This article explores Agile Data Integration and Business Intelligence practices and contrasts leading practices and technologies. First some definitions.
Agile DI is the application of agile techniques (iterative/incremental development, cross-functional self-organizing teams, rapid/flexible response to change, etc.) to address data integration challenges such as migrating data between systems or consolidating data from multiple systems. Agile BI is the application of agile techniques to address business intelligence challenges such as identifying and analyzing data to support better business decision-making. These two disciplines sometimes overlap or support each other. For example, you might use Agile DI to move data into a data warehouse and Agile BI to get it out of the warehouse in a useful form.
While Agile techniques in general can be done manually such as hand-written stories on a project wall or a sprint backlog on post-it notes, it helps to have tools to enable rapid iterations and response to change such as automated regression testing. The question I’d like to address in this blog is what technologies can have a big impact on enabling Agile DI and BI. Here are two examples (there are others) from the Informatica platform.
The Informatica 9.1 platform supports Agile DI by allowing data stewards, business analysts, technical architects, and integration developers to interact through role-based user interfaces accessing shared metadata rather than emailing Excel or Word documents back and forth. The reason this is important is that “getting the data right” is a collaborative learning process across a cross-functional team. Developers often complain that the users are constantly changing their requirements, but often it is more a matter of the requirements being refined as people learn. For example, needs change as a) source system analysis results in refined understanding of data definitions, b) target system needs are revised to respond to available source data, c) data profiling analysis highlights quality or consistency issues which result in programming work-arounds, and d) testing results identify problems or new opportunities for additional integration.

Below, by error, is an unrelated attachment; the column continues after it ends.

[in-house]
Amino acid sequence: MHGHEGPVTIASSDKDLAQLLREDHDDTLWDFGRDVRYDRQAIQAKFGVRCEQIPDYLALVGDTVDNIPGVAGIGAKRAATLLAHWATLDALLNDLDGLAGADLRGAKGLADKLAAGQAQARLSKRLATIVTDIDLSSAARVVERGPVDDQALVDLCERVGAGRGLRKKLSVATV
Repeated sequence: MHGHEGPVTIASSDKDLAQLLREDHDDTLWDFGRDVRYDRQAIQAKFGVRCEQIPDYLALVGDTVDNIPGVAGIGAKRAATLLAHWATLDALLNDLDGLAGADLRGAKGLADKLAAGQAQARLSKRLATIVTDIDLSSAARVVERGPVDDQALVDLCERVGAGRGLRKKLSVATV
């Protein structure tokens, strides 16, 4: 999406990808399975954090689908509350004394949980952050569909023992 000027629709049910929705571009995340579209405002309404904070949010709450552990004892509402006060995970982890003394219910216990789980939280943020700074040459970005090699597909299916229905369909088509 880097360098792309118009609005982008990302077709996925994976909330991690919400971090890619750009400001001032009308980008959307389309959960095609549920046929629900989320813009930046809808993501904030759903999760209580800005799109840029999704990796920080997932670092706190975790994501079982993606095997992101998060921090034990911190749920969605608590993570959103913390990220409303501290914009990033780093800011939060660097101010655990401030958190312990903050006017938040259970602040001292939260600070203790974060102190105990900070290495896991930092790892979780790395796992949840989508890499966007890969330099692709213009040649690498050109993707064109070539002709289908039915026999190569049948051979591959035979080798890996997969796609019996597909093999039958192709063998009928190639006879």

There is no such thing as “perfect source data” or “perfect target system requirements” except in extremely simple scenarios. Most of the time getting the data right is an iterative learning process – so the faster the cross-functional team can learn from each other and incrementally build the end solution, the more agile they become. The Informatica 9.1 platform supports integrated business glossary, data profiling, mapping specifications, and development metadata in shared repositories. Developers access the metadata through a thick-client developers workstation while analysts use a thin-client browser-based interface to access a view of the same metadata that is relevant to them. Everyone involved in the process can pass notes and comments to each other through the same shared repository.
Agile BI enabling technology is different. One example is the Informatica Data Services capability which enables data virtualization. In a data warehouse approach to BI, the data has to first be copied to the DW before the analytical query and reporting process can start. If the analytical process discovers missing data or uncovers an opportunity for additional analysis for data that wasn’t requested the first time around, it must wait until another DI effort is ramped up to deliver the additional data. By contrast, the data virtualization approach provides a common “view” into the database tables and metadata of multiple systems. No data is moved until a query is executed against the virtual view. If the initial query identifies the need/opportunity for a new line of analysis, the analyst simply changes the query and runs it again. No waiting! Once again the ability to rapidly iterate and accelerate the learning process enables an agile approach to BI. Don’t take my word for it – check out what HealthNow had to say about how they used data services as an integral part of the or SOA strategy.